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Not too long ago, I bought a 1992 Land Cruiser and since then I’ve been thinking of ways to make it my own. I’ve got lots of projects planned around it, but this one also gave me the excuse to try milling aluminum on my X-Carve. I’d heard that the machine was capable, but had never given it a shot myself.

It turns out, in it’s stock form, the machine is capable (even using the wrong bits, like I did)! It definitely worked, and I was very happy with the final results!

I learned a lot about the X-carve, and the needs for milling soft metals, so I have some upcoming upgrades planned that will make that process go MUCH faster and produce even better results.

In the meantime, check out my license plate!

In Illustrator, I drew a rounded rectangle 12″x6″

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I duplicated that shape and scaled it down a little so it fit about 1/2″ inside.

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I added some text, and center aligned all three pieces.

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I drew two rounded rectangles, to act as screw holes, and spaced them evenly.

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I saved it all as a .svg file to import into Easel. I set the cut depth of each shape to it’s desired amount, depending on if it was engraving or cut through.

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I duplicated the file, and removed the outer shapes. I set the letters to be cut as an outline (outside the shape) to match the previous pockets cut out for the letters.

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For materials, I used a scrap of 1/2″ teak and a 1/8″x12″x12″ piece of aluminum.

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The aluminum cut VERY slowly because I didn’t have the correct bit on hand, and I was using the stock spindle on the X-Carve.

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It was slow, but it worked. I let it cut the screw holes and the inner outline before stopping the Easel operation. This caused the bit to return to it’s starting position.

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I switched out the bit to a new, sharp one and removed everything from Easel but the letters and made a very shallow pass on the outer perimeter as a reference line.

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It still took a very long time to cut, but it did a great job.

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I was surprised, and happy with the final product!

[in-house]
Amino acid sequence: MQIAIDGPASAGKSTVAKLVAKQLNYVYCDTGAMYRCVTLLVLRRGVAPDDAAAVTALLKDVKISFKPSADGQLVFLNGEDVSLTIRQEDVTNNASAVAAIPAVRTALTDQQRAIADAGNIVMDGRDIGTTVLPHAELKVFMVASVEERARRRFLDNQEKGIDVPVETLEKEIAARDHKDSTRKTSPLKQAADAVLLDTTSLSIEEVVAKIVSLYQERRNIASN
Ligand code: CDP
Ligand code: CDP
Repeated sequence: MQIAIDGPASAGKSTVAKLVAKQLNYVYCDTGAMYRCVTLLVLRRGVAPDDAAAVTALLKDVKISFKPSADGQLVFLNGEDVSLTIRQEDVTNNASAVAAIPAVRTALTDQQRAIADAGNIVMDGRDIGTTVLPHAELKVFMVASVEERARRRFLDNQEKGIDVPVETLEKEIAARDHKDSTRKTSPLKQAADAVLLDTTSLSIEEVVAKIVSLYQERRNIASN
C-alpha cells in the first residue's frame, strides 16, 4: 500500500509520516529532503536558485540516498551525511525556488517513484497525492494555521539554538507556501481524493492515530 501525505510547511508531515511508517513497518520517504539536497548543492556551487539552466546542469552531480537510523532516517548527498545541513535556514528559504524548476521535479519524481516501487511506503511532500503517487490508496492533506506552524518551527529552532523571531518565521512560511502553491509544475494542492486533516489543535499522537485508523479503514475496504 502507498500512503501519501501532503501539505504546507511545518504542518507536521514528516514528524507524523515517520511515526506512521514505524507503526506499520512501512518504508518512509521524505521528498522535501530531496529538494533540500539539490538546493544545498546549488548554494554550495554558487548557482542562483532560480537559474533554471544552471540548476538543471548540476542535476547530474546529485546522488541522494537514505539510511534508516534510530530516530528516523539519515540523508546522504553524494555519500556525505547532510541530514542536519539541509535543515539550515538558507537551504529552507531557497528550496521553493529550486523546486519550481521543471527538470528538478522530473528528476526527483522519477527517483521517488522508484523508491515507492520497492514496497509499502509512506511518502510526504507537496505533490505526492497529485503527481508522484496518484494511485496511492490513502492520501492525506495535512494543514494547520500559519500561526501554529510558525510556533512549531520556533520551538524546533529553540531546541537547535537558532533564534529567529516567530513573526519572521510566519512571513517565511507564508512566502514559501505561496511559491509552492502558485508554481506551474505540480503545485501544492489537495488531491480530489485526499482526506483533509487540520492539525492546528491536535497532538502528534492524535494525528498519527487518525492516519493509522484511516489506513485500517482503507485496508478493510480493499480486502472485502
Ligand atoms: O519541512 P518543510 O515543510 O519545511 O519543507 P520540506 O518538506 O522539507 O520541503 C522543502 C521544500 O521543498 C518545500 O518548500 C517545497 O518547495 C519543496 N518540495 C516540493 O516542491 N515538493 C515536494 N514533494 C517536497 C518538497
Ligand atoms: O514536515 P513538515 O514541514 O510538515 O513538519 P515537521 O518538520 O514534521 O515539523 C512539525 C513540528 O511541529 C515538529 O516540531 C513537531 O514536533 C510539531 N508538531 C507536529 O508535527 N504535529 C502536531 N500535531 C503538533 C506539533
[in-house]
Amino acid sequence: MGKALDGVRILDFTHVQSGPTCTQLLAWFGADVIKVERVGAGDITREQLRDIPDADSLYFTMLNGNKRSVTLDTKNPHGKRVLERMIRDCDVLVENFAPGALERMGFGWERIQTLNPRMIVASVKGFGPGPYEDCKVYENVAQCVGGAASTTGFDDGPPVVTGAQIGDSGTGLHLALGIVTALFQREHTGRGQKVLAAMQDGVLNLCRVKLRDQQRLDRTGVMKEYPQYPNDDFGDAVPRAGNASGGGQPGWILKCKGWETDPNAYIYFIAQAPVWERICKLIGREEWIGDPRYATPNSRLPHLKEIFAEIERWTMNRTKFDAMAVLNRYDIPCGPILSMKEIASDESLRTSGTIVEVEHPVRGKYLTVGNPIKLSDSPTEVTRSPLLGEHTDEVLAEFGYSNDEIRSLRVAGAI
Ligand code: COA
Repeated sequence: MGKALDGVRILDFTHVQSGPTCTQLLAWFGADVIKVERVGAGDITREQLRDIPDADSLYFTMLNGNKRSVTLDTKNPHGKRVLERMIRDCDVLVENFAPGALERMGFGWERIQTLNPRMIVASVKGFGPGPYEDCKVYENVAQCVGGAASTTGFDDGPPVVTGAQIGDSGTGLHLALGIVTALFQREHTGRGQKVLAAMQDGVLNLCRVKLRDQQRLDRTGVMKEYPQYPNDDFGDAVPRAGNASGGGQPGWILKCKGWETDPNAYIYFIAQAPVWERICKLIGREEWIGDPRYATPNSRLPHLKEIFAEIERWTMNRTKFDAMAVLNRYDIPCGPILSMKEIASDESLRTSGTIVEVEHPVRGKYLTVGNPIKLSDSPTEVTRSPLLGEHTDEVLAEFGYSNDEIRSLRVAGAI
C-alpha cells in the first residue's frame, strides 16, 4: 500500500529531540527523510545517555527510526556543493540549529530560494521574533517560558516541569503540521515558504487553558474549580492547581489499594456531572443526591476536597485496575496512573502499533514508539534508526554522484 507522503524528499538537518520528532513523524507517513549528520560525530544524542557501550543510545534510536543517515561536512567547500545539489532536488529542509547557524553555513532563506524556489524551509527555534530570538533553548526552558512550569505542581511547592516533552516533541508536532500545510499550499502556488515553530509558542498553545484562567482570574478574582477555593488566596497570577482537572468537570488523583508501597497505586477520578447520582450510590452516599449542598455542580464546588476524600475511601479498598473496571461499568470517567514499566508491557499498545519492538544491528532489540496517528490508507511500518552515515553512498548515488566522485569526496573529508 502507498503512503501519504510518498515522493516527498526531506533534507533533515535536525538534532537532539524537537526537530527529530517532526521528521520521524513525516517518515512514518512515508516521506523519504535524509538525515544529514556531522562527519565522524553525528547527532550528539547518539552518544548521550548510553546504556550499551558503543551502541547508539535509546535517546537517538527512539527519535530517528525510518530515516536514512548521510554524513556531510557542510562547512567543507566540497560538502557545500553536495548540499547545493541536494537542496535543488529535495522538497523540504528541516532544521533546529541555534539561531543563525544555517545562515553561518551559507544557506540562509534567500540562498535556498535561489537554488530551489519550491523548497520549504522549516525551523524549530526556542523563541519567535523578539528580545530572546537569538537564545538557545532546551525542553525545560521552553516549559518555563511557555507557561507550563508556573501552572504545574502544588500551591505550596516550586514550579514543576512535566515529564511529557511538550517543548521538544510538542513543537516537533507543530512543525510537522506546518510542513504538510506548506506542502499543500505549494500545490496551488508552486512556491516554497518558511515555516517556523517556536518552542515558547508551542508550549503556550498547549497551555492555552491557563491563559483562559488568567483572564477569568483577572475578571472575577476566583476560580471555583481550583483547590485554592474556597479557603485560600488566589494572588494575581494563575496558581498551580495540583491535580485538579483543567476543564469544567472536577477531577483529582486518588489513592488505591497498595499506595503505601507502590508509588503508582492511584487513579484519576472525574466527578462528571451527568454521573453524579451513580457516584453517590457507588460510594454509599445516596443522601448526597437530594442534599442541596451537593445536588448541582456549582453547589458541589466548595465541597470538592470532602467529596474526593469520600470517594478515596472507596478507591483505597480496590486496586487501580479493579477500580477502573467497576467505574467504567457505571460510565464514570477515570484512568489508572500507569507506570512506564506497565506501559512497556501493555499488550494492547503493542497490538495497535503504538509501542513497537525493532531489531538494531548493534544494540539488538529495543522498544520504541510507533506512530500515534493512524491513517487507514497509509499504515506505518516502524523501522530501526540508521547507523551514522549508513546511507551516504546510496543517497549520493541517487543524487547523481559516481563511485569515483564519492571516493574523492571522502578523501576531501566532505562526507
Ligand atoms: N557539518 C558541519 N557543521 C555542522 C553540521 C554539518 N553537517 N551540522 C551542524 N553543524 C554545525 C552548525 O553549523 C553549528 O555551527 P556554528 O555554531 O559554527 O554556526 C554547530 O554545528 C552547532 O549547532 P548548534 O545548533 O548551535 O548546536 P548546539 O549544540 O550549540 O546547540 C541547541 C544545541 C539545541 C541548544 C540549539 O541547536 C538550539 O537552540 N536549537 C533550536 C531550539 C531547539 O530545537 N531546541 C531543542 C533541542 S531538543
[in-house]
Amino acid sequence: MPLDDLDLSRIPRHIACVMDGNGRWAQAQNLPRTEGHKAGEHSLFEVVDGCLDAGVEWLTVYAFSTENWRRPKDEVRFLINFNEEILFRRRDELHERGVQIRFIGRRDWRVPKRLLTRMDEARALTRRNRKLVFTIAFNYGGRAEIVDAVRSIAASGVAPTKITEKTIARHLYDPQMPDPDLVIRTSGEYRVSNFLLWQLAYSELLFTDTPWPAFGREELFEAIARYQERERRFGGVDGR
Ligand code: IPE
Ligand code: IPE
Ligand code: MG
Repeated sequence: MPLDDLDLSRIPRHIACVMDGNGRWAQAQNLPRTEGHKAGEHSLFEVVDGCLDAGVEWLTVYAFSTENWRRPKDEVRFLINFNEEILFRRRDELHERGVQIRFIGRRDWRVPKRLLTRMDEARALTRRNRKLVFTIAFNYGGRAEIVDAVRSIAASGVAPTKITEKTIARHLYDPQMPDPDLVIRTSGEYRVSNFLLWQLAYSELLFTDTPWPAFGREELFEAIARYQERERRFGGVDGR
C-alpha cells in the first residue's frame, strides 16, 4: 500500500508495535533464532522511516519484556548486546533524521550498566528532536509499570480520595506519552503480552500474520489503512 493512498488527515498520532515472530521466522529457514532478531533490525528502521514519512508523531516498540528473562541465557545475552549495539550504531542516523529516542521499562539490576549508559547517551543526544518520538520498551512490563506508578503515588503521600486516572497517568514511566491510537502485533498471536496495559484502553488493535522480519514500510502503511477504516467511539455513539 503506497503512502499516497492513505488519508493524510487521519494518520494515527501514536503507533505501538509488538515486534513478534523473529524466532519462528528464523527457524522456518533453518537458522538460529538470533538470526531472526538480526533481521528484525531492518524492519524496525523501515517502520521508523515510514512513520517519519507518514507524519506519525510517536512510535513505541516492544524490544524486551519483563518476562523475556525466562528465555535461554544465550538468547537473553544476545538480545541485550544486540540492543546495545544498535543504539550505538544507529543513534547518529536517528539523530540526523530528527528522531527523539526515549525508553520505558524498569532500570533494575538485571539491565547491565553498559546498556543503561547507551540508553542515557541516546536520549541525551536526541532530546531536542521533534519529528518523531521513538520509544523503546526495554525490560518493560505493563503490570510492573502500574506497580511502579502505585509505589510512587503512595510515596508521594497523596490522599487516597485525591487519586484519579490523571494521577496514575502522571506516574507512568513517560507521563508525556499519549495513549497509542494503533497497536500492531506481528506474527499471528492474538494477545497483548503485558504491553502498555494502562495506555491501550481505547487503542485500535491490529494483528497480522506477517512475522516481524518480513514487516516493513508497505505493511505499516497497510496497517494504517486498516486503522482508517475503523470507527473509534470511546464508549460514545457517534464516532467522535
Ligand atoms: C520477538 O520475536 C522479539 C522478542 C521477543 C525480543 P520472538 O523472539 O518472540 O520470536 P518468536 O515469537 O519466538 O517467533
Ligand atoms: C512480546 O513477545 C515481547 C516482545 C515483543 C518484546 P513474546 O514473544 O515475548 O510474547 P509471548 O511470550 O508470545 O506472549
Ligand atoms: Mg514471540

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I resawed my teak scrap down to 1/4″ thick on the band saw.

 

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I clamped the piece down and ran the second Easel file, just for outlining the letters.

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As a comparison, this cut took about 15 minutes.

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The letters turned out very nicely. I didn’t cut quite all of the way through on purpose so the pieces wouldn’t fly off when they were free.  I was able to gently push them out of the piece of wood.

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I sanded all of the edges and faces of each piece to clean them up.

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Using the shallow reference line, I used the band saw to cut the aluminum to it’s final outer shape.

 

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I rounded over the corners on the disc sander.

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I used the belt sander to smooth out the edges.

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I also laid it flat and sanded the full face of the plate to give it a “brushed” look.

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I pressed each letter into place, which left marks where inner and outer cuts overlapped.  Watch the video for a full explanation of why that happens.

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You can see the small indention where the bit couldn’t cut all of the way to the point of the letters.

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Using that indention as a guide, I trimmed it away with a knife.

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With a little trimming, each letter sat down in the plate correctly.

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I cleaned up the screw holes with a drill bit.

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I used a wire brush and a sanding block to even out the “brushing” effect on the face.

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To attach the letters, I made a pile of construction adhesive on a scrap piece.

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I used a small stick to apply the adhesive to the inner surface of the inlay. It doesn’t take much and I tried to avoid squeeze out.

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I pressed each letter into place after the adhesive.

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I added a scrap and some bricks to hold the letters in place while the adhesive fully cured overnight.

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After curing, the adhesive is a rubbery material that is easily removed with a sharp knife.

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I added some tung oil to the wood and it was ready to mount on my Cruiser!

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Here it is, all finished!!

_YT_licensePlate